Report into well-being and inclusion of former politically motivated prisoners

The first major study of the wellbeing and inclusion of former politically motivated prisoners in Northern Ireland will be launched by Queen’s University today (Monday 14 March).

Ageing and Social Exclusion among Former Politically Motivated Prisoners in Northern Ireland and the border region of Ireland investigated the well being and social and economic inclusion of loyalist and republican former prisoners (aged 50 and over) as older people in Northern Ireland. The report will be launched at Parliament Buildings at Stormont this afternoon.

The research was led by Ms Ruth Jamieson and Dr Peter Shirlow at Queen’s School of Law, along with Dr Adrian Grounds of the Institute of Criminology, University of Cambridge.

Researchers surveyed 190 former prisoners (117 republican, 26 of whom were women, and 73 loyalist), aged 50 and over, and conducted in-depth interviews with 25 of them (15 republican, three of whom were women, and 10 loyalist), in Belfast during 2008-09. The aim of the study was to investigate their wellbeing and social and economic inclusion as older people in Northern Ireland.

The study reported the following, for former politically motivated prisoners aged 50 years and over:

  • Over half of those surveyed said they had been denied employment because they have a conflict-related conviction.
  • One in four of the research participants were unemployed. The rate of unemployment for politically motivated former prisoners was over four times the unemployment rate for Northern Ireland at the time the research was conducted.
  • Less than one third of politically motivated former prisoners in this group were in full-time paid employment.
  • Politically motivated former prisoners have a far greater risk of poverty in older age than others in Northern Ireland. This is a combined effect of low pay, intermittent or insecure employment, and lack of occupational pension.
  • Politically motivated former prisoners are twice as likely as others in Northern Ireland to suffer from psychological difficulties.
  • Over one in three of the politically motivated former prisoners who took part in the research had been prescribed sedatives and tranquillisers. The rate of prescribed sedatives and tranquillisers for males in this group is well over four times that of their Northern Ireland age peers.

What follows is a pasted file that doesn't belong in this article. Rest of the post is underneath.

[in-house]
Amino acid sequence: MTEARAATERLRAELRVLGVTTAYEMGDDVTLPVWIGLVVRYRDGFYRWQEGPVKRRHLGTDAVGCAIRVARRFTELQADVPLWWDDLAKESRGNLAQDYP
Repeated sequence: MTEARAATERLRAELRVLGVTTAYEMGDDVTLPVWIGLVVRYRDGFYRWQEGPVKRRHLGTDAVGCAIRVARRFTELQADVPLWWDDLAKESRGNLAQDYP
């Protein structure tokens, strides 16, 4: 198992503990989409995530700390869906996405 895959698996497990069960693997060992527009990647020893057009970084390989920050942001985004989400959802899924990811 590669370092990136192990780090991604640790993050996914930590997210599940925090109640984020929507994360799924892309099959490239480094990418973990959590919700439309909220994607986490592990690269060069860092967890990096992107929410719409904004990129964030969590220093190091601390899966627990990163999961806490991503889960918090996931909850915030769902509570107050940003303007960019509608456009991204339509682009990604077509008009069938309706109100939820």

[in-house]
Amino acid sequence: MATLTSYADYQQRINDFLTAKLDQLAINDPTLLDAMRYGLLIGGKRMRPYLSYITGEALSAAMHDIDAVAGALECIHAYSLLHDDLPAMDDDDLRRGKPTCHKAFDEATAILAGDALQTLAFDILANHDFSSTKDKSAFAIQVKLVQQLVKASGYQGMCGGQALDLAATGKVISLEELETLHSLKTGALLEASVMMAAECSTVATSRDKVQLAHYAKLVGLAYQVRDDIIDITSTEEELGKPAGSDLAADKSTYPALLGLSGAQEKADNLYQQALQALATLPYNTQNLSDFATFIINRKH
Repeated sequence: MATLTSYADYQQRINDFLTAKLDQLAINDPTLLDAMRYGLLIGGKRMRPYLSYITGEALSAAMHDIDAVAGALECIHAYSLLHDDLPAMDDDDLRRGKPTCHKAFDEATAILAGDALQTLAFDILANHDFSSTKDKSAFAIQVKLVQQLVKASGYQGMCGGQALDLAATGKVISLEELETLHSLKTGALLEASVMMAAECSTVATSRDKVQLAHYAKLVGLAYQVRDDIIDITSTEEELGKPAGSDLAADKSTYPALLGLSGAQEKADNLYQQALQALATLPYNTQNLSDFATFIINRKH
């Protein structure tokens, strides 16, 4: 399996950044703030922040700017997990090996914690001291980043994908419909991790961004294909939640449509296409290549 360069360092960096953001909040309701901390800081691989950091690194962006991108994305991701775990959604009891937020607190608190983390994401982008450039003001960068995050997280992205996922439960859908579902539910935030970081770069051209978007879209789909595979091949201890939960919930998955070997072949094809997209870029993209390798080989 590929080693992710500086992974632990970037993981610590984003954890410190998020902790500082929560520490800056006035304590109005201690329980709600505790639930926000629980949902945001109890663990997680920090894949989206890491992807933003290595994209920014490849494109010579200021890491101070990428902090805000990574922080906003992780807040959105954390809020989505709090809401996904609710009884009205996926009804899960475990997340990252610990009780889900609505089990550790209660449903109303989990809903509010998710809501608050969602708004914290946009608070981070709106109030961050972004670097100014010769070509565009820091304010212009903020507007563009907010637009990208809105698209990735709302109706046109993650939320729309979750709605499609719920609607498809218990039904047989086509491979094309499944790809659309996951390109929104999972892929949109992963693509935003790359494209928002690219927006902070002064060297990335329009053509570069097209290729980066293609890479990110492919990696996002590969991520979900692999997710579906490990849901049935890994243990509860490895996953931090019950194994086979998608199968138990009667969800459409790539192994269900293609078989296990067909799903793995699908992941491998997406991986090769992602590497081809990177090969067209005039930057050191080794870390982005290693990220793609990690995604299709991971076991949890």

• Almost one in three of the research participants had been prescribed anti-depressants. The rate of prescribed anti-depressants for males in this group is five times that of their Northern Ireland age peers.
  • Many of those who reported experiencing conflict-related relationship and psychological difficulties said they were not getting the help they need.
  • A significant number of both the men and women surveyed reported misusing alcohol (68 per cent) or being alcohol dependent (53 per cent).

The report also makes a number of recommendations, which include:

  • Policy makers should explicitly recognise that older former politically motivated prisoners constitute at ‘at risk’ group of older people in Northern Ireland, for both social exclusion and mental ill health.
  • Measures are needed to prevent employment discrimination on the basis of age and or having a conflict-related conviction.
  • Dialogue should be established between the former politically motivated prisoner community and the relevant bodies taking forward the developments arising from the Bamford Review of mental health services in Northern Ireland. The aim of this dialogue should be to adopt a model of mental health care for former politically motivated prisoners similar to the Community Veterans Mental Health Service scheme established by Veterans UK and the Personnel and Veterans Agency of the Ministry of Defence, which is currently being piloted in the UK.